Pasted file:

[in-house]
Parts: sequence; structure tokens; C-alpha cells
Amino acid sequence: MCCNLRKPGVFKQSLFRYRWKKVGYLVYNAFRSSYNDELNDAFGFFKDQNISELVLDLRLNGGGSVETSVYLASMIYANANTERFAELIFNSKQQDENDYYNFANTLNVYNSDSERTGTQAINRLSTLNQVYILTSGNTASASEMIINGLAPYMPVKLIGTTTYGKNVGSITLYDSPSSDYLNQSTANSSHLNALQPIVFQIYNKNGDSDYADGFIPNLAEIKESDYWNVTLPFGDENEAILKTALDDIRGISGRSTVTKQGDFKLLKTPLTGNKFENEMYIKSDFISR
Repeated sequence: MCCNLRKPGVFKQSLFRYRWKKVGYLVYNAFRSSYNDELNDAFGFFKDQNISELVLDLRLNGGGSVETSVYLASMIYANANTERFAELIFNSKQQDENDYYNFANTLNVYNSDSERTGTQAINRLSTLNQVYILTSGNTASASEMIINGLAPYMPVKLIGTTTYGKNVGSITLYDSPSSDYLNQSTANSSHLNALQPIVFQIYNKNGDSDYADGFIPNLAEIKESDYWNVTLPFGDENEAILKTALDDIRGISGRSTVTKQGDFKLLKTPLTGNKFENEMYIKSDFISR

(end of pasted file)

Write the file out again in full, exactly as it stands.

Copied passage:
[in-house]
Parts: sequence; structure tokens; C-alpha cells
Amino acid sequence: MCCNLRKPGVFKQSLFRYRWKKVGYLVYNAFRSSYNDELNDAFGFFKDQNISELVLDLRLNGGGSVETSVYLASMIYANANTERFAELIFNSKQQDENDYYNFANTLNVYNSDSERTGTQAINRLSTLNQVYILTSGNTASASEMIINGLAPYMPVKLIGTTTYGKNVGSITLYDSPSSDYLNQSTANSSHLNALQPIVFQIYNKNGDSDYADGFIPNLAEIKESDYWNVTLPFGDENEAILKTALDDIRGISGRSTVTKQGDFKLLKTPLTGNKFENEMYIKSDFISR
Repeated sequence: MCCNLRKPGVFKQSLFRYRWKKVGYLVYNAFRSSYNDELNDAFGFFKDQNISELVLDLRLNGGGSVETSVYLASMIYANANTERFAELIFNSKQQDENDYYNFANTLNVYNSDSERTGTQAINRLSTLNQVYILTSGNTASASEMIINGLAPYMPVKLIGTTTYGKNVGSITLYDSPSSDYLNQSTANSSHLNALQPIVFQIYNKNGDSDYADGFIPNLAEIKESDYWNVTLPFGDENEAILKTALDDIRGISGRSTVTKQGDFKLLKTPLTGNKFENEMYIKSDFISR